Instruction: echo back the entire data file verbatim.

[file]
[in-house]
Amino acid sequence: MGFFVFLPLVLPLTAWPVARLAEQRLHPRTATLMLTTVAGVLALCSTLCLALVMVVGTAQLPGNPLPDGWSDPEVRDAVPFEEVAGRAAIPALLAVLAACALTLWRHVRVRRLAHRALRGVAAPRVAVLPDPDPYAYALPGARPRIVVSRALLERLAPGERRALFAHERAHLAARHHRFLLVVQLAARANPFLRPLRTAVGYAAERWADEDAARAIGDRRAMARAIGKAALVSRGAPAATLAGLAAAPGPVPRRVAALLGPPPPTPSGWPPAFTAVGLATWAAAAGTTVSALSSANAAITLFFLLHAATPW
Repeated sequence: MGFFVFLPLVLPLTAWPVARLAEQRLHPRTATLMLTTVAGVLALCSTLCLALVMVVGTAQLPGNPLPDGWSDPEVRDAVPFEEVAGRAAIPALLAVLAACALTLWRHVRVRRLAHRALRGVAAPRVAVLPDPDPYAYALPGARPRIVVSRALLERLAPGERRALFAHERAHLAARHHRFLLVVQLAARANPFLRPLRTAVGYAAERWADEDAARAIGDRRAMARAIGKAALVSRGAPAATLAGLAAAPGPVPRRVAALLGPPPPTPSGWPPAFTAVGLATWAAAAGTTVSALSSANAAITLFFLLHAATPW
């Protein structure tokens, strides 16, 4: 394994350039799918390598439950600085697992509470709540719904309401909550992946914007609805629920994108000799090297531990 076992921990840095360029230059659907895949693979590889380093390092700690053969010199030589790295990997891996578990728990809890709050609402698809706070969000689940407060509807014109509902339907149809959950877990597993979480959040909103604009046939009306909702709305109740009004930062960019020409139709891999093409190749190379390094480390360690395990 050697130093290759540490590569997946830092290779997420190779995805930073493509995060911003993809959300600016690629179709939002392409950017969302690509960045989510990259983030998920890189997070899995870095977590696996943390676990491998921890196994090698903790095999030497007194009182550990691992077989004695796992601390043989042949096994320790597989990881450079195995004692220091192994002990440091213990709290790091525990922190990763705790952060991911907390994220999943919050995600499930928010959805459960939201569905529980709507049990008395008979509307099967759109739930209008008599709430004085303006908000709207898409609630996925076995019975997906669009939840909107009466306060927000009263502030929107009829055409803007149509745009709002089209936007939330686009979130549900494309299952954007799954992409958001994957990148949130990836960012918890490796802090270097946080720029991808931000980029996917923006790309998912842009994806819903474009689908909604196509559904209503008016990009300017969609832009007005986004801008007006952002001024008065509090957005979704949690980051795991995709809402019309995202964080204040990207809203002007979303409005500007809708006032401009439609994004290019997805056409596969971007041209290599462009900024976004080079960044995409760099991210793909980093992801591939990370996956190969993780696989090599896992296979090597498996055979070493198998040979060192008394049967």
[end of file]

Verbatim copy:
[in-house]
Amino acid sequence: MGFFVFLPLVLPLTAWPVARLAEQRLHPRTATLMLTTVAGVLALCSTLCLALVMVVGTAQLPGNPLPDGWSDPEVRDAVPFEEVAGRAAIPALLAVLAACALTLWRHVRVRRLAHRALRGVAAPRVAVLPDPDPYAYALPGARPRIVVSRALLERLAPGERRALFAHERAHLAARHHRFLLVVQLAARANPFLRPLRTAVGYAAERWADEDAARAIGDRRAMARAIGKAALVSRGAPAATLAGLAAAPGPVPRRVAALLGPPPPTPSGWPPAFTAVGLATWAAAAGTTVSALSSANAAITLFFLLHAATPW
Repeated sequence: MGFFVFLPLVLPLTAWPVARLAEQRLHPRTATLMLTTVAGVLALCSTLCLALVMVVGTAQLPGNPLPDGWSDPEVRDAVPFEEVAGRAAIPALLAVLAACALTLWRHVRVRRLAHRALRGVAAPRVAVLPDPDPYAYALPGARPRIVVSRALLERLAPGERRALFAHERAHLAARHHRFLLVVQLAARANPFLRPLRTAVGYAAERWADEDAARAIGDRRAMARAIGKAALVSRGAPAATLAGLAAAPGPVPRRVAALLGPPPPTPSGWPPAFTAVGLATWAAAAGTTVSALSSANAAITLFFLLHAATPW
């Protein structure tokens, strides 16, 4: 394994350039799918390598439950600085697992509470709540719904309401909550992946914007609805629920994108000799090297531990 076992921990840095360029230059659907895949693979590889380093390092700690053969010199030589790295990997891996578990728990809890709050609402698809706070969000689940407060509807014109509902339907149809959950877990597993979480959040909103604009046939009306909702709305109740009004930062960019020409139709891999093409190749190379390094480390360690395990 050697130093290759540490590569997946830092290779997420190779995805930073493509995060911003993809959300600016690629179709939002392409950017969302690509960045989510990259983030998920890189997070899995870095977590696996943390676990491998921890196994090698903790095999030497007194009182550990691992077989004695796992601390043989042949096994320790597989990881450079195995004692220091192994002990440091213990709290790091525990922190990763705790952060991911907390994220999943919050995600499930928010959805459960939201569905529980709507049990008395008979509307099967759109739930209008008599709430004085303006908000709207898409609630996925076995019975997906669009939840909107009466306060927000009263502030929107009829055409803007149509745009709002089209936007939330686009979130549900494309299952954007799954992409958001994957990148949130990836960012918890490796802090270097946080720029991808931000980029996917923006790309998912842009994806819903474009689908909604196509559904209503008016990009300017969609832009007005986004801008007006952002001024008065509090957005979704949690980051795991995709809402019309995202964080204040990207809203002007979303409005500007809708006032401009439609994004290019997805056409596969971007041209290599462009900024976004080079960044995409760099991210793909980093992801591939990370996956190969993780696989090599896992296979090597498996055979070493198998040979060192008394049967």